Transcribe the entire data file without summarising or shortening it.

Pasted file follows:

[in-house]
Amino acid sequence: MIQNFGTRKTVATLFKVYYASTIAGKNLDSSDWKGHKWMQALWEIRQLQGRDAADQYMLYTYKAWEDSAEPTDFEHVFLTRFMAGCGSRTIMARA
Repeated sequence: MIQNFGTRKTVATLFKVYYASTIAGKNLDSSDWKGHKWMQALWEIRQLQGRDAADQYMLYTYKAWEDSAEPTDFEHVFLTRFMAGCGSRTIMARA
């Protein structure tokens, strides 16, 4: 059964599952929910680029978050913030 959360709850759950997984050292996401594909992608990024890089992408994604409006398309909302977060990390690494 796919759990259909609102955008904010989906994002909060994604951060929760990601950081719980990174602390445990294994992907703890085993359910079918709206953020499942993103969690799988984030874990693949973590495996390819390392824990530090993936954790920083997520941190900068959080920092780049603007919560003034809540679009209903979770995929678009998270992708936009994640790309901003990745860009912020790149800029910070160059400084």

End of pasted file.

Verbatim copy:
[in-house]
Amino acid sequence: MIQNFGTRKTVATLFKVYYASTIAGKNLDSSDWKGHKWMQALWEIRQLQGRDAADQYMLYTYKAWEDSAEPTDFEHVFLTRFMAGCGSRTIMARA
Repeated sequence: MIQNFGTRKTVATLFKVYYASTIAGKNLDSSDWKGHKWMQALWEIRQLQGRDAADQYMLYTYKAWEDSAEPTDFEHVFLTRFMAGCGSRTIMARA
């Protein structure tokens, strides 16, 4: 059964599952929910680029978050913030 959360709850759950997984050292996401594909992608990024890089992408994604409006398309909302977060990390690494 796919759990259909609102955008904010989906994002909060994604951060929760990601950081719980990174602390445990294994992907703890085993359910079918709206953020499942993103969690799988984030874990693949973590495996390819390392824990530090993936954790920083997520941190900068959080920092780049603007919560003034809540679009209903979770995929678009998270992708936009994640790309901003990745860009912020790149800029910070160059400084």